Joshua 24

Joshua 24:1 . JOSHUA ASSEMBLING THE TRIBES.

14-28. Now therefore fear the Lord, and serve him in sincerity and in truth--After having enumerated so many grounds for national gratitude, Joshua calls on them to declare, in a public and solemn manner, whether they will be faithful and obedient to the God of Israel. He avowed this to be his own unalterable resolution, and urged them, if they were sincere in making a similar avowal, "to put away the strange gods that were among them"--a requirement which seems to imply that some were suspected of a strong hankering for, or concealed practice of, the idolatry, whether in the form of Zabaism, the fire-worship of their Chaldean ancestors, or the grosser superstitions of the Canaanites.

26. Joshua wrote these words in the book of the law of God--registered the engagements of that solemn covenant in the book of sacred history.
took a great stone--according to the usage of ancient times to erect stone pillars as monuments of public transactions.
set it up there under an oak--or terebinth, in all likelihood, the same as that at the root of which Jacob buried the idols and charms found in his family.
that was by the sanctuary of the Lord--either the spot where the ark had stood, or else the place around, so called from that religious meeting, as Jacob named Beth-el the house of God.

Joshua 24:29 Joshua 24:30 . HIS AGE AND DEATH.

29, 30. Joshua . . . died--LIGHTFOOT computes that he lived seventeen, others twenty-seven years, after the entrance into Canaan. He was buried, according to the Jewish practice, within the limits of his own inheritance. The eminent public services he had long rendered to Israel and the great amount of domestic comfort and national prosperity he had been instrumental in diffusing among the several tribes, were deeply felt, were universally acknowledged; and a testimonial in the form of a statue or obelisk would have been immediately raised to his honor, in all parts of the land, had such been the fashion of the times. The brief but noble epitaph by the historian is, Joshua, "the servant of the Lord."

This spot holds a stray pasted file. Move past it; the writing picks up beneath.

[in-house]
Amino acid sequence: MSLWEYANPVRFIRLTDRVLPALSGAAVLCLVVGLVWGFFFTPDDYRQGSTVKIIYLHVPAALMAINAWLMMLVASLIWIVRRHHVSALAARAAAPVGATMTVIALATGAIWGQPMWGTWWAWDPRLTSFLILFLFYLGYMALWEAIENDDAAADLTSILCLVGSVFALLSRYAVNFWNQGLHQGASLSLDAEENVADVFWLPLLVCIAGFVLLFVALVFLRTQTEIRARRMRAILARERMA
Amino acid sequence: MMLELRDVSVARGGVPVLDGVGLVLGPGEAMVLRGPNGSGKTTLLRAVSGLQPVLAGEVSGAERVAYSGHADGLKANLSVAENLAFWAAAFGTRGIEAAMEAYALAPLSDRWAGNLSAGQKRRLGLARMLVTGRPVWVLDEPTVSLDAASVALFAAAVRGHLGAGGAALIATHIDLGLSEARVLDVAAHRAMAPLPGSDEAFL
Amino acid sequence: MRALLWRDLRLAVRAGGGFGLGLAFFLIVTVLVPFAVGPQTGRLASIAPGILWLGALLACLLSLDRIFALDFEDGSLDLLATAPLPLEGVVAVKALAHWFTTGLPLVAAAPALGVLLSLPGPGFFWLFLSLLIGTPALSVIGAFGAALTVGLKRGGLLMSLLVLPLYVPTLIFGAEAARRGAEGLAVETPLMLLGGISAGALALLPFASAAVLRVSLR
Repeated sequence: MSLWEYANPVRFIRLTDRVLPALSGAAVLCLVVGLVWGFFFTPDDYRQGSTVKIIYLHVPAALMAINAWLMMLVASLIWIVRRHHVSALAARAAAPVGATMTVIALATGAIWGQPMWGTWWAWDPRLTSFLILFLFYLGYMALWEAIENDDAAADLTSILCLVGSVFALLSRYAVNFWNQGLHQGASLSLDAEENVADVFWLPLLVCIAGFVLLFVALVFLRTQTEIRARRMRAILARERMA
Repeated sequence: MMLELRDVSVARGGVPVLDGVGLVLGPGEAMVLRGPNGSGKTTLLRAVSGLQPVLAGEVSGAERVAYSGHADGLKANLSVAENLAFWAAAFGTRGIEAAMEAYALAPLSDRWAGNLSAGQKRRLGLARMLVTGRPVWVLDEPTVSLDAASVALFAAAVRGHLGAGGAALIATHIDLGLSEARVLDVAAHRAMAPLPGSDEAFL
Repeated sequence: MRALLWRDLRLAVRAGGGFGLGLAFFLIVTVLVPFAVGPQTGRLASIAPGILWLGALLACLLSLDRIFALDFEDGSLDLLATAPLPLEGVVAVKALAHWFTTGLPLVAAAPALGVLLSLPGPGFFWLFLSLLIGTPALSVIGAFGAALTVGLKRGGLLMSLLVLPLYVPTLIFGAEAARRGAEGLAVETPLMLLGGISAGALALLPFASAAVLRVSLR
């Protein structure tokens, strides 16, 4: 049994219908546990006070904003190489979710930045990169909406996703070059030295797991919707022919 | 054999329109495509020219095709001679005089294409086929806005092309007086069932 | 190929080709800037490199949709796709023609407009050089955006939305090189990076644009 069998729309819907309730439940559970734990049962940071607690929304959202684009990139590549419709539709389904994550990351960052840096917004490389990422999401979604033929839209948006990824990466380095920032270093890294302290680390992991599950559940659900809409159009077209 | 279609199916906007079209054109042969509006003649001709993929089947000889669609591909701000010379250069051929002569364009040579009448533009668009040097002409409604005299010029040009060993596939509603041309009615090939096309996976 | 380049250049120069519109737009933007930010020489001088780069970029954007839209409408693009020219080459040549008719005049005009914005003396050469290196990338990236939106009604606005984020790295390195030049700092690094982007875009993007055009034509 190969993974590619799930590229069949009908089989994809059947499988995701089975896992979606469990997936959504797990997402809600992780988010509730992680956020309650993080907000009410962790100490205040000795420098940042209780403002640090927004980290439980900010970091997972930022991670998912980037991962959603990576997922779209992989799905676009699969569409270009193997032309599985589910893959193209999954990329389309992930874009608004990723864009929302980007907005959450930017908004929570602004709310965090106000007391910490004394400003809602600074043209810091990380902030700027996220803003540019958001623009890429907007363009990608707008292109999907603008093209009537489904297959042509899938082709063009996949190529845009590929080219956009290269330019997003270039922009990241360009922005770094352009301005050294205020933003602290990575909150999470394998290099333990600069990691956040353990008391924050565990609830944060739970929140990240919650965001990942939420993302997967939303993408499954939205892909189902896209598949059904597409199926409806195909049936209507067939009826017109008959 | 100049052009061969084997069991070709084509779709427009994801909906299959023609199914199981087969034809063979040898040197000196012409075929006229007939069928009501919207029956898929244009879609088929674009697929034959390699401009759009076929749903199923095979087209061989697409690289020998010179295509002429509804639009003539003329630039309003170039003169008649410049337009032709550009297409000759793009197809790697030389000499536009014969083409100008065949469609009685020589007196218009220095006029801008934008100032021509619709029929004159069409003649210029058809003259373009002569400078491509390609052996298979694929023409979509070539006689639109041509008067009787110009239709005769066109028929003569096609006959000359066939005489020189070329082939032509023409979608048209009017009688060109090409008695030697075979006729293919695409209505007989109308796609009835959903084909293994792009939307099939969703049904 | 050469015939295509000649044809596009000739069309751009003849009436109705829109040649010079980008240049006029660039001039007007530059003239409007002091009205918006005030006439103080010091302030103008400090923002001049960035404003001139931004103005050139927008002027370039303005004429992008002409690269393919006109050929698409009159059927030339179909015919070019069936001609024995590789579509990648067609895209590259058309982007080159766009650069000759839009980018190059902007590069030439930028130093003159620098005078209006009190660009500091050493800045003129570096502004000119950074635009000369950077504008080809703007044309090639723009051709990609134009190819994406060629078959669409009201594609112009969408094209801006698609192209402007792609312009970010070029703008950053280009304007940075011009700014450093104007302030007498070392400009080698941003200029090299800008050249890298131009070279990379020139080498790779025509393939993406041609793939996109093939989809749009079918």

31. Israel served the Lord all the days of Joshua--The high and commanding character of this eminent leader had given so decided a tone to the sentiments and manners of his contemporaries and the memory of his fervent piety and many virtues continued so vividly impressed on the memories of the people, that the sacred historian has recorded it to his immortal honor. "Israel served the Lord all the days of Joshua, and all the days of the elders that overlived Joshua."

32. the bones of Joseph--They had carried these venerable relics with them in all their migrations through the desert, and deferred the burial, according to the dying charge of Joseph himself, till they arrived in the promised land. The sarcophagus, in which his mummied body had been put, was brought thither by the Israelites, and probably buried when the tribe of Ephraim had obtained their settlement, or at the solemn convocation described in this chapter.
in a parcel of ground which Jacob bought . . . for an hundred pieces of silver--Kestitah translated, "piece of silver," is supposed to mean "a lamb," the weights being in the form of lambs or kids, which were, in all probability, the earliest standard of value among pastoral people. The tomb that now covers the spot is a Mohammedan Welce, but there is no reason to doubt that the precious deposit of Joseph's remains may be concealed there at the present time.

33. Eleazar the son of Aaron died, and they buried him in . . . mount Ephraim--The sepulchre is at the modern village Awertah, which, according to Jewish travellers, contains the graves also of Ithamar, the brother of Phinehas, the son of Eleazar [VAN DE VELDE].

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